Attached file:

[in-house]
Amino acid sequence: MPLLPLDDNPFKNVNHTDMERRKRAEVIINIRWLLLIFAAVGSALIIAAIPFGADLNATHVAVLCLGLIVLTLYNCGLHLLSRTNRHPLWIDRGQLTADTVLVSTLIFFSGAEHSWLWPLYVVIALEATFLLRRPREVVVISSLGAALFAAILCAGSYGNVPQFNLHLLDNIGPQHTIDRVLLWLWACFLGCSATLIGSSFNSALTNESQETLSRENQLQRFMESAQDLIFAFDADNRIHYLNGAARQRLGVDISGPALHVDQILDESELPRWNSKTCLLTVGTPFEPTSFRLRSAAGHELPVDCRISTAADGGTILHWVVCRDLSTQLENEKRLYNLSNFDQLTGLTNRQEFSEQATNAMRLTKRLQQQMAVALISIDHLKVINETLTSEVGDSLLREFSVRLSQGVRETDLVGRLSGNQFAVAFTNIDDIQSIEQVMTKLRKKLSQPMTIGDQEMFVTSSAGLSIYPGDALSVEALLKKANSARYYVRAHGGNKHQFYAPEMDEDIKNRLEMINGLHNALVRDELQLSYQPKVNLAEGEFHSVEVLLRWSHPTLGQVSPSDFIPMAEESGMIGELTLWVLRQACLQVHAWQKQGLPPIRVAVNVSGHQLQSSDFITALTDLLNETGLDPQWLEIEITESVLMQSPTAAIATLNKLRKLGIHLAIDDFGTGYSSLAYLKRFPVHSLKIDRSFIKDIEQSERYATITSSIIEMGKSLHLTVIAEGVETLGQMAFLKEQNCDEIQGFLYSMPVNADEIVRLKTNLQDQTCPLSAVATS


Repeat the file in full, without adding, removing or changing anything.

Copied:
[in-house]
Amino acid sequence: MPLLPLDDNPFKNVNHTDMERRKRAEVIINIRWLLLIFAAVGSALIIAAIPFGADLNATHVAVLCLGLIVLTLYNCGLHLLSRTNRHPLWIDRGQLTADTVLVSTLIFFSGAEHSWLWPLYVVIALEATFLLRRPREVVVISSLGAALFAAILCAGSYGNVPQFNLHLLDNIGPQHTIDRVLLWLWACFLGCSATLIGSSFNSALTNESQETLSRENQLQRFMESAQDLIFAFDADNRIHYLNGAARQRLGVDISGPALHVDQILDESELPRWNSKTCLLTVGTPFEPTSFRLRSAAGHELPVDCRISTAADGGTILHWVVCRDLSTQLENEKRLYNLSNFDQLTGLTNRQEFSEQATNAMRLTKRLQQQMAVALISIDHLKVINETLTSEVGDSLLREFSVRLSQGVRETDLVGRLSGNQFAVAFTNIDDIQSIEQVMTKLRKKLSQPMTIGDQEMFVTSSAGLSIYPGDALSVEALLKKANSARYYVRAHGGNKHQFYAPEMDEDIKNRLEMINGLHNALVRDELQLSYQPKVNLAEGEFHSVEVLLRWSHPTLGQVSPSDFIPMAEESGMIGELTLWVLRQACLQVHAWQKQGLPPIRVAVNVSGHQLQSSDFITALTDLLNETGLDPQWLEIEITESVLMQSPTAAIATLNKLRKLGIHLAIDDFGTGYSSLAYLKRFPVHSLKIDRSFIKDIEQSERYATITSSIIEMGKSLHLTVIAEGVETLGQMAFLKEQNCDEIQGFLYSMPVNADEIVRLKTNLQDQTCPLSAVATS